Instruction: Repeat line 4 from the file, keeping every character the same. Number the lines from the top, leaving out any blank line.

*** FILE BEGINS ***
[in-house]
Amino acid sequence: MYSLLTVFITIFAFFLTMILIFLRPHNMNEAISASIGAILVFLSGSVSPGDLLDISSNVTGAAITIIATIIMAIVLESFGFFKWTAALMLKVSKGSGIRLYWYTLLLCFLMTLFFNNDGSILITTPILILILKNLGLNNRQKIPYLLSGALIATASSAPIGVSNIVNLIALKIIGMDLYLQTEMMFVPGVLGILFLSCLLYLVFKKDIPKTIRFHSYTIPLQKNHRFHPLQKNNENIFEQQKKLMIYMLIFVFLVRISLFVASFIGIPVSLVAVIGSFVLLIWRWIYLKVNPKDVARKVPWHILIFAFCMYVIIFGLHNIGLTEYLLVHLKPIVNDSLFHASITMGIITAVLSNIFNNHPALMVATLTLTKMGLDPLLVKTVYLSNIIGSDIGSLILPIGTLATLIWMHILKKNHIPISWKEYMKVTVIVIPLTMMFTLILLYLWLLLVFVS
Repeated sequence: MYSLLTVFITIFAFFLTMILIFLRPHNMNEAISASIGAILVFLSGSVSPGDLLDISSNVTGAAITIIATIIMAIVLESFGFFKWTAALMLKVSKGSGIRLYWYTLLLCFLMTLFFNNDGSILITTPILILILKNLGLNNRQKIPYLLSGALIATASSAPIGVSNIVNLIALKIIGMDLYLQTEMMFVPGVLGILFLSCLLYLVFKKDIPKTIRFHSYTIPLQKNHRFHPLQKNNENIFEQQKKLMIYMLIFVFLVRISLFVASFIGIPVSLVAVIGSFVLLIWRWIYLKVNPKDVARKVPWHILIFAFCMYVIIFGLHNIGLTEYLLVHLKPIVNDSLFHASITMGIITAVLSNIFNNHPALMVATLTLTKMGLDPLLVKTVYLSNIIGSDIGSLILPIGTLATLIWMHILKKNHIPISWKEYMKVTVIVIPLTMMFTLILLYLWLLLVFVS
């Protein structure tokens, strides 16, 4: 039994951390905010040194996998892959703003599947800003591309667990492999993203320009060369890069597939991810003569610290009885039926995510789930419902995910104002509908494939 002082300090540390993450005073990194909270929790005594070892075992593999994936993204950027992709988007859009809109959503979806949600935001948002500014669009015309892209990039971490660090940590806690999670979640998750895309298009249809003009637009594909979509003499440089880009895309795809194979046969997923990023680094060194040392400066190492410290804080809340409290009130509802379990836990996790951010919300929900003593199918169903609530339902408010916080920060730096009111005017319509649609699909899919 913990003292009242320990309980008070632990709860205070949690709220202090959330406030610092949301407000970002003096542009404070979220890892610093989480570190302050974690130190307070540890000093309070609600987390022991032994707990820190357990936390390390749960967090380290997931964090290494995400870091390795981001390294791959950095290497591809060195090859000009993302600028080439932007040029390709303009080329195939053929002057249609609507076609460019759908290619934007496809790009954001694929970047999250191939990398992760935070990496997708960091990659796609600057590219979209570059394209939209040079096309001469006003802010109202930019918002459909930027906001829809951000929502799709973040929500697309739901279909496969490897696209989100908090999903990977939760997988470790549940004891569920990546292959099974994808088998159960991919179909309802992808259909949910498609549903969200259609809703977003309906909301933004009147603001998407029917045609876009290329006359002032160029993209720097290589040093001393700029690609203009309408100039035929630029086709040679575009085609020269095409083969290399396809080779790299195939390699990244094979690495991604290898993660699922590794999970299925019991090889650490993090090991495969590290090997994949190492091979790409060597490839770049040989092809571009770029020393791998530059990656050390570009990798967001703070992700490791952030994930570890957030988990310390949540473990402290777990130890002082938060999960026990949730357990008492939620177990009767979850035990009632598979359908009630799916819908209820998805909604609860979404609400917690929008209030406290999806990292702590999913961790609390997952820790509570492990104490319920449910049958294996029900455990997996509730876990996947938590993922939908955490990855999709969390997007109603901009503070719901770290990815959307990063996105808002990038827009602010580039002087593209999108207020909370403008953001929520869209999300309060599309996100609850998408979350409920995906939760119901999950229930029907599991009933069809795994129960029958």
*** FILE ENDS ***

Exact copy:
């Protein structure tokens, strides 16, 4: 039994951390905010040194996998892959703003599947800003591309667990492999993203320009060369890069597939991810003569610290009885039926995510789930419902995910104002509908494939 002082300090540390993450005073990194909270929790005594070892075992593999994936993204950027992709988007859009809109959503979806949600935001948002500014669009015309892209990039971490660090940590806690999670979640998750895309298009249809003009637009594909979509003499440089880009895309795809194979046969997923990023680094060194040392400066190492410290804080809340409290009130509802379990836990996790951010919300929900003593199918169903609530339902408010916080920060730096009111005017319509649609699909899919 913990003292009242320990309980008070632990709860205070949690709220202090959330406030610092949301407000970002003096542009404070979220890892610093989480570190302050974690130190307070540890000093309070609600987390022991032994707990820190357990936390390390749960967090380290997931964090290494995400870091390795981001390294791959950095290497591809060195090859000009993302600028080439932007040029390709303009080329195939053929002057249609609507076609460019759908290619934007496809790009954001694929970047999250191939990398992760935070990496997708960091990659796609600057590219979209570059394209939209040079096309001469006003802010109202930019918002459909930027906001829809951000929502799709973040929500697309739901279909496969490897696209989100908090999903990977939760997988470790549940004891569920990546292959099974994808088998159960991919179909309802992808259909949910498609549903969200259609809703977003309906909301933004009147603001998407029917045609876009290329006359002032160029993209720097290589040093001393700029690609203009309408100039035929630029086709040679575009085609020269095409083969290399396809080779790299195939390699990244094979690495991604290898993660699922590794999970299925019991090889650490993090090991495969590290090997994949190492091979790409060597490839770049040989092809571009770029020393791998530059990656050390570009990798967001703070992700490791952030994930570890957030988990310390949540473990402290777990130890002082938060999960026990949730357990008492939620177990009767979850035990009632598979359908009630799916819908209820998805909604609860979404609400917690929008209030406290999806990292702590999913961790609390997952820790509570492990104490319920449910049958294996029900455990997996509730876990996947938590993922939908955490990855999709969390997007109603901009503070719901770290990815959307990063996105808002990038827009602010580039002087593209999108207020909370403008953001929520869209999300309060599309996100609850998408979350409920995906939760119901999950229930029907599991009933069809795994129960029958």